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Adventures in Self Publishing

 Readers of my first book, called The Alexandria Project, know that most of what I concocted in that supposedly fictional work turned out to be eerily prophetic. Events that I had made up out of whole cloth began occurring, one after another. And why not? They were all based on genuine, underlying geopolitical realities. Perhaps I shouldn’t have been surprised, then, when events from my second book, called The Lafayette Campaign, a Tale of Deception and Elections, began happening almost immediately after I released it. Like what? Well, like incredibly improbable candidates for president of the United States immediately jumping to the top of the polls, while credible candidates languish (Donald and Jeb, take notice). We’ll have to wait and see whether the explanation in real life is the same as the one in the book.

In the spirit of public service for those who may be unable to watch tomorrow's kick-off debate, I therefore post below the chapter from my new book where I describe the first squaring off of my fictional cast of presidential candidates. I’ll leave it to you to decide on Friday morning whether the real, or the fictional, candidates are more outrageous. The Lafayette Campaign, by the way, is currently and briefly on sale at Amazon for the ridiculously low price of $.99 (and free at Kindle Unlimited). Why don't you give it a try?

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That’s Debatable


Frank was sitting inside his camper, a bowl of diet popcorn at one elbow and a small barbell at the other. The popcorn elbow was getting most of the exercise. On the opposite side of the camper hung a large flat screen TV, and on that set the latest, pre-primary season Republican debate was about to begin.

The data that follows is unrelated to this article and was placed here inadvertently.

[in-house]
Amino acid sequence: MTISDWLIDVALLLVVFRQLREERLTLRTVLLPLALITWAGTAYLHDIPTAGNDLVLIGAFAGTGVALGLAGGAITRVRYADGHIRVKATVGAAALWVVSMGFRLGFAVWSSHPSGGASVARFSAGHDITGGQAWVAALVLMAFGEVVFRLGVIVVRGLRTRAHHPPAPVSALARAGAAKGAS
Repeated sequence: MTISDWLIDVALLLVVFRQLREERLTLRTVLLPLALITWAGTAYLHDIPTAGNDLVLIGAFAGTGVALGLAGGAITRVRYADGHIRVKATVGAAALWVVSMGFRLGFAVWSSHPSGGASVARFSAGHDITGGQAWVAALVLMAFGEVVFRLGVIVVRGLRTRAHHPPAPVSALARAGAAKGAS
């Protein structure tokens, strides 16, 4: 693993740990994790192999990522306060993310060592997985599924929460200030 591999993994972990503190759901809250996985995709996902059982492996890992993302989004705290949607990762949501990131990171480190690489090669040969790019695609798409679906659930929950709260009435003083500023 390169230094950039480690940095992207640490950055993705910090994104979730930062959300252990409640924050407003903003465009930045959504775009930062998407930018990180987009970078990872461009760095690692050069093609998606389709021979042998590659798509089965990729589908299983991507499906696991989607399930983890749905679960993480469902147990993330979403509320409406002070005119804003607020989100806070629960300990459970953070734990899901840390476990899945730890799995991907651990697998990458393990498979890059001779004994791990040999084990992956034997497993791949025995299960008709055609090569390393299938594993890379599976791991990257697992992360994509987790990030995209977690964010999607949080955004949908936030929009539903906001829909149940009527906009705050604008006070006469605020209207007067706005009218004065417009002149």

Like many Americans, he was curious to see how Randall Wellhead, the latest entrant to the Republican field, would fare in his first performance under the scrutiny of the public and the national media. Just like the earlier candidates, he had rocketed to the top of the polls almost immediately after announcing his candidacy.
   The candidates were now walking on camera, taking their places at the semicircle of podiums arrayed across the stage. The crowd gave a rousing welcome, and Frank turned up the sound to better hear the pre-debate commentary.

   Well, Chet, look at that – Randall Wellhead’s heading straight for one of the two positions at center stage!
   That’s right, David. Courtesy of his sudden status as a top contender. You know, Texas is certainly being unusually generous with her native sons this year. Wellhead’s not just another politico from the Lone Star State. He’s the son and grandson of genuine Texas wildcatters. He’s also senior minister of his own evangelical mega church, and a popular all-talk AM radio show host, to boot.
   But he’s not all tradition, Chet. Don’t forget that a few years ago he confessed from the pulpit that he ‘used to be’ gay − said that one day he had, let’s see, I’ve got his exact words in my notes here – yes – ‘one day, I decided to give up the homosexual lifestyle. And with the help of the Lord, I put my secret sins behind me.’ Ever since he’s been preaching about how every homosexual can share in the same joys that heterosexuality has brought into his life.